Employee versus contract worker

Employee versus contract workerIt seems more and more employers are turning to contract workers, part-time workers and freelance businesses to help them reduce costs and run lean.  For employees, the role within the company, whether it’s as full-time staff or as an independent contractor, can affect your rights to health benefits, employment insurance, pension contributions and tax breaks. 

At its most basic, the distinction can be broken down into two parts: the intent of both parties in determining the role, and the reality of how the role is carried out. The former addresses whether the parties intended to have a contract of service (defined as an employer-employee relationship) or a contract for services (defined as a business relationship). However, this can often leave open room for interpretation – especially if no formal contract has been signed – and therefore it’s often the latter that will be examined in the courts if there’s a matter of legal dispute.

The courts may look at criteria such as whether the employee or employer owns the equipment, whether the worker is exposed to personal financial risk in carrying out the work, whether the worker can hire out work to subcontractors, whether the worker is required to report absences or undergo performance obligations, and how the worker is supervised and paid.

Disputes most frequently arise when how the role is carried out fails to match the agreed-upon terms. For example, if a worker is hired on for a contract for services, but then is required to meet the demands of full-time employees (reporting absences, forbidden to provide services to other businesses, etc.), he or she may well be considered a full-time employee in the eyes of the law – and therefore should be in receipt of employee benefits and pension contributions (if offered), as well as the terms of employment laws for full-time employees. Note that this may also mean the employee is not permitted to apply for tax credits or other benefits that apply solely to independent proprietors.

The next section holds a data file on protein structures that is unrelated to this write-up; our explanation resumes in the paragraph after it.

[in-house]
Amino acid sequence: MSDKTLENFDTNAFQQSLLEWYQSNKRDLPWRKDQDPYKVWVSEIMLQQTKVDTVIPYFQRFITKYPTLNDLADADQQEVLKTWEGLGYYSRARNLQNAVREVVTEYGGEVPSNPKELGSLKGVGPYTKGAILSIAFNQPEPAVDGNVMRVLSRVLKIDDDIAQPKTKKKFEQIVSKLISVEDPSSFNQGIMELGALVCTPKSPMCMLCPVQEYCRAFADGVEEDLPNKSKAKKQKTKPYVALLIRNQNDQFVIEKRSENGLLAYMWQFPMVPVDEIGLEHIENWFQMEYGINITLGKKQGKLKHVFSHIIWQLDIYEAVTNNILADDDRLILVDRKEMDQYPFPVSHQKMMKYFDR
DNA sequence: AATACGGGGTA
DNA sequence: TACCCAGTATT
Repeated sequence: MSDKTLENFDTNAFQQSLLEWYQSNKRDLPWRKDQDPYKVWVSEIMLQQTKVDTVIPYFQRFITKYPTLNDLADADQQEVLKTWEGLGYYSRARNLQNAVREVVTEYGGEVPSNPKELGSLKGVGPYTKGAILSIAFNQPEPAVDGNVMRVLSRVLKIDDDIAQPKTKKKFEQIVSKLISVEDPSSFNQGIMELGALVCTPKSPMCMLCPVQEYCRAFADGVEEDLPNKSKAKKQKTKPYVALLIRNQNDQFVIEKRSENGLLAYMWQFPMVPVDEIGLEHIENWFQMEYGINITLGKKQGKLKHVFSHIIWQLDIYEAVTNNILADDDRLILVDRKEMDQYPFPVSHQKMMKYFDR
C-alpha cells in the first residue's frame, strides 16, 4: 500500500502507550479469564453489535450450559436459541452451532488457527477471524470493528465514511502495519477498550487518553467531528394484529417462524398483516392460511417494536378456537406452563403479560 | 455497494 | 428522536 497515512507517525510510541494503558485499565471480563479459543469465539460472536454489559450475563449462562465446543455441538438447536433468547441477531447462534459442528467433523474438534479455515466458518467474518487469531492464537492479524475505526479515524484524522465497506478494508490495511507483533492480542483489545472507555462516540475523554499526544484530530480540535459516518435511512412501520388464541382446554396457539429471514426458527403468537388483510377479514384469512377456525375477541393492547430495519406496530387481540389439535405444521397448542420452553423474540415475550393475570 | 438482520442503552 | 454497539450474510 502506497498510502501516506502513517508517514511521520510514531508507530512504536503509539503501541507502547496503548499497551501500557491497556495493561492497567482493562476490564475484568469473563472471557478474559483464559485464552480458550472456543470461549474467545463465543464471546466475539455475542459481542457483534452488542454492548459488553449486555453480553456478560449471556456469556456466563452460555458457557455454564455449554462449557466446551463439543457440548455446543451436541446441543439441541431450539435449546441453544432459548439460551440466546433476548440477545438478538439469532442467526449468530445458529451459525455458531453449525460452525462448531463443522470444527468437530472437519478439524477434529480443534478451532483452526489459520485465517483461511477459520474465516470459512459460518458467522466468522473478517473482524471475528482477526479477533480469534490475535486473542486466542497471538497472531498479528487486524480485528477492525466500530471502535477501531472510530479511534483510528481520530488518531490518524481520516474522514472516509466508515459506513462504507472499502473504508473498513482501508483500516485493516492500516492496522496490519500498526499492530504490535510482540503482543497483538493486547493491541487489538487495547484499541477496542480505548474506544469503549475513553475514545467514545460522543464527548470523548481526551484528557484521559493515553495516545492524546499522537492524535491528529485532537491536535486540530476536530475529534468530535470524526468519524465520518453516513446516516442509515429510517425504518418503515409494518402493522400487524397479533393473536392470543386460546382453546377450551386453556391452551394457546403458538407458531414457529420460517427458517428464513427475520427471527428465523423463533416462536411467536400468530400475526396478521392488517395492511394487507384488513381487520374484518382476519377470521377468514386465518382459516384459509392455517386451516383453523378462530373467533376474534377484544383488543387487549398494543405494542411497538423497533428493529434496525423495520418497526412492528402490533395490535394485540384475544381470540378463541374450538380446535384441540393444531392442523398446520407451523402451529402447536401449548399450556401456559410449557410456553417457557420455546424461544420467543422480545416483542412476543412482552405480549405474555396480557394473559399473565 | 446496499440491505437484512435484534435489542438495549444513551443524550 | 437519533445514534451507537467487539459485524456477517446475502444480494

As set out on the Canada Revenue Agency website, “workers and payers can set up their affairs as they see fit; however, they have to ensure that the status they have chosen is reflected in the actual terms and conditions of the working relationship.”

For more information on the difference between employee and contractor status, visit the Canada Revenue Agency’s website at http://www.cra-arc.gc.ca/E/pub/tg/rc4110/rc4110-e.html#determining_employment_status.